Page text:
Creatives in profile - interview series

Creatives in profile: interview with Addy Farmer

We may be in the middle of a global crisis, but there’s nothing in the rulebook to say you can’t carry on interviewing people during a worldwide pandemic.

In fact, the lockdown has made it more important than ever to stay creative and connected. Addy Farmer is a children’s author and the chair of the North Lincolnshire Literary Trust. She lends her insight into children’s writing to app developers, consulting on story arcs and narrative software. She also offers feedback on manuscripts via her website: www.addyfarmer.com

As a response to the coronavirus epidemic, Farmer – with fellow award-winning children’s authors – launched My Corona Diarya project to encourage young people to keep diaries throughout the Coronavirus Crisis. The aim is to build an online archive and ultimately publish an anthology that can become part of the historic record of a time that changed the world forever.

NITRB caught up with Addy to find out about the project, her writing and how the pandemic has changed her creative life.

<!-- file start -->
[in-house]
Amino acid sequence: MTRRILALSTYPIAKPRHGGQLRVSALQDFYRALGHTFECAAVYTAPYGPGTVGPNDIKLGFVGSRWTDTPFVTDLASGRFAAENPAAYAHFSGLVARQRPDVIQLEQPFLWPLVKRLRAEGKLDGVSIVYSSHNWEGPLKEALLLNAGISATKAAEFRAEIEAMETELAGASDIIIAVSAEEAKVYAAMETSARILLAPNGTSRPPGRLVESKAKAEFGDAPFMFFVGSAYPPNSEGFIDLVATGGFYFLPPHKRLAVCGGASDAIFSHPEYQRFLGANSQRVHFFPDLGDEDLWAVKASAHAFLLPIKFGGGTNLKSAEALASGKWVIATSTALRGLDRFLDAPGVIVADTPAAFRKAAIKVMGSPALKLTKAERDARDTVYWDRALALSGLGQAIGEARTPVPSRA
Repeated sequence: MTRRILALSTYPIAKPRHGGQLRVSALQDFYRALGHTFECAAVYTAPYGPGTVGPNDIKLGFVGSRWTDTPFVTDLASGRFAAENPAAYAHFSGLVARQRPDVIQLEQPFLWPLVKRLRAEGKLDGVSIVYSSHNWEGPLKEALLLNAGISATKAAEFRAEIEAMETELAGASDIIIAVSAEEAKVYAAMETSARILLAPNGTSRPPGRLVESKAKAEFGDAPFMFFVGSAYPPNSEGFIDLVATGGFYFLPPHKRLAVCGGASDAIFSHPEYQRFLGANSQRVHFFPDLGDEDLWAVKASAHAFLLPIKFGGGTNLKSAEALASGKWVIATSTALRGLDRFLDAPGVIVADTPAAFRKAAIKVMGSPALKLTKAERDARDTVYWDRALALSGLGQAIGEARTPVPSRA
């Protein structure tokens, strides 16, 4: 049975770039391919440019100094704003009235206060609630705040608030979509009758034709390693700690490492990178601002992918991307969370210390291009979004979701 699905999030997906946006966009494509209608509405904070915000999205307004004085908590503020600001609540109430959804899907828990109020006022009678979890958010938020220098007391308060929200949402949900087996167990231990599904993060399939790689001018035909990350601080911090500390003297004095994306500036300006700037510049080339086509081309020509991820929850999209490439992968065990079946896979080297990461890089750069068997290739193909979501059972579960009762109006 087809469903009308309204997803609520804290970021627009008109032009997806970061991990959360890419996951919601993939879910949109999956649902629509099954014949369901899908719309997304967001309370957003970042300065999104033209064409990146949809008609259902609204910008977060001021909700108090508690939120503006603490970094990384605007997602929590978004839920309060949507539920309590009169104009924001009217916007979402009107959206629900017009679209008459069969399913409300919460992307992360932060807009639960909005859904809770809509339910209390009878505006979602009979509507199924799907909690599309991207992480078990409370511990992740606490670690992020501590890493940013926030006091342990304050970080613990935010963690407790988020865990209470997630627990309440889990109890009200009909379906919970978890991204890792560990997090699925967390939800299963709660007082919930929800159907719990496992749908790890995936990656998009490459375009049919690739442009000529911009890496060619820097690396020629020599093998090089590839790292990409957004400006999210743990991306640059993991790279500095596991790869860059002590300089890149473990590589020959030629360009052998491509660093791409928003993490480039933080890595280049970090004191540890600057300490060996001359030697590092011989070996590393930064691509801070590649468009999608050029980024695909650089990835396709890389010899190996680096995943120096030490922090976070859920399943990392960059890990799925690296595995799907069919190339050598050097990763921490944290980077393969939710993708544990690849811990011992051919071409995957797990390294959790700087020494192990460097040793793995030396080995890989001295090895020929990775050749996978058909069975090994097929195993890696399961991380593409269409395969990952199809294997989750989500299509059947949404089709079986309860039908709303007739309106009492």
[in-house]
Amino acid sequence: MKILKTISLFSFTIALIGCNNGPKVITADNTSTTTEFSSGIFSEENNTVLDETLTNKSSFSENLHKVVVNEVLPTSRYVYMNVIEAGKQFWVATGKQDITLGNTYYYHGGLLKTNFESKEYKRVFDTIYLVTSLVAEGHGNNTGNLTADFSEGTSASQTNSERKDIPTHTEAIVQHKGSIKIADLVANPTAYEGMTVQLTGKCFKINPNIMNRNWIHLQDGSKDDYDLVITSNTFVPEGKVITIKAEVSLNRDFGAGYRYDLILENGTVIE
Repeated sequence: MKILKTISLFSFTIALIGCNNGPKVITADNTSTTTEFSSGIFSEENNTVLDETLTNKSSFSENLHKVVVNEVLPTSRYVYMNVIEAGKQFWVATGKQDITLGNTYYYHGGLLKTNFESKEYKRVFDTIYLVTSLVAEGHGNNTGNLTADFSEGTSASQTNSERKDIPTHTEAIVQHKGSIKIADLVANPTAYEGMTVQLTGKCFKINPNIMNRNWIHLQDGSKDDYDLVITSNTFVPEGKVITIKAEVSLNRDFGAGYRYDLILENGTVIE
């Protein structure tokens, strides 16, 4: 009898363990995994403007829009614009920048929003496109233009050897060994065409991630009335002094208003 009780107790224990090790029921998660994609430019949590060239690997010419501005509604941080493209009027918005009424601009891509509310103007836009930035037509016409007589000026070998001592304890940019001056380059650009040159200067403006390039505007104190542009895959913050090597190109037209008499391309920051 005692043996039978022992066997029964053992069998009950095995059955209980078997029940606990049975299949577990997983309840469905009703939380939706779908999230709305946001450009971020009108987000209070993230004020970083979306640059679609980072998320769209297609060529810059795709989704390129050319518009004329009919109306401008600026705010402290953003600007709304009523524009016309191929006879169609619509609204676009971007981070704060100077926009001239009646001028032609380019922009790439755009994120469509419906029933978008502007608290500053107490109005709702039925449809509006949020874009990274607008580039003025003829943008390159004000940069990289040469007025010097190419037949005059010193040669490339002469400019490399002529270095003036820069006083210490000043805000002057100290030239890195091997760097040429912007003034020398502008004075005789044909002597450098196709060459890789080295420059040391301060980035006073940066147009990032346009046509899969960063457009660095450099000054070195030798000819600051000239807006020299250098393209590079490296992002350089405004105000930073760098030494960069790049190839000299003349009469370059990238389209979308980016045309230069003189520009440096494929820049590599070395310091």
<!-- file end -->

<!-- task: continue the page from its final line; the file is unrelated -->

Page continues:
INTERVIEWER

Tell us a little about yourself. Where do you live? What’s your background/lifestyle?

FARMER

I live in a small town called Crowle in the middle of the North Lincolnshire countryside. It’s very flat around here; there are big skies and you can see for miles. It’s a great place to walk, think and make shapes out of the clouds (I am a fully paid up member of the Cloud Appreciation Society). From my house, I can walk down a road bordered by farmland and in fifteen minutes reach Crowle Moors: an ancient peat land, once industrialised and now a place of birdsong and a kind of rough beauty. On a warm day, it is life-enhancing. I think myself lucky, especially at the moment, because I live in the countryside, in a house with a big, messy garden. I’m not a gardener but I am a very keen potterer which is also a good way of Not Writing when I should Be Writing. I also run a bed and breakfast. 

INTERVIEWER

Is writing your first love or do you have another passion?

FARMER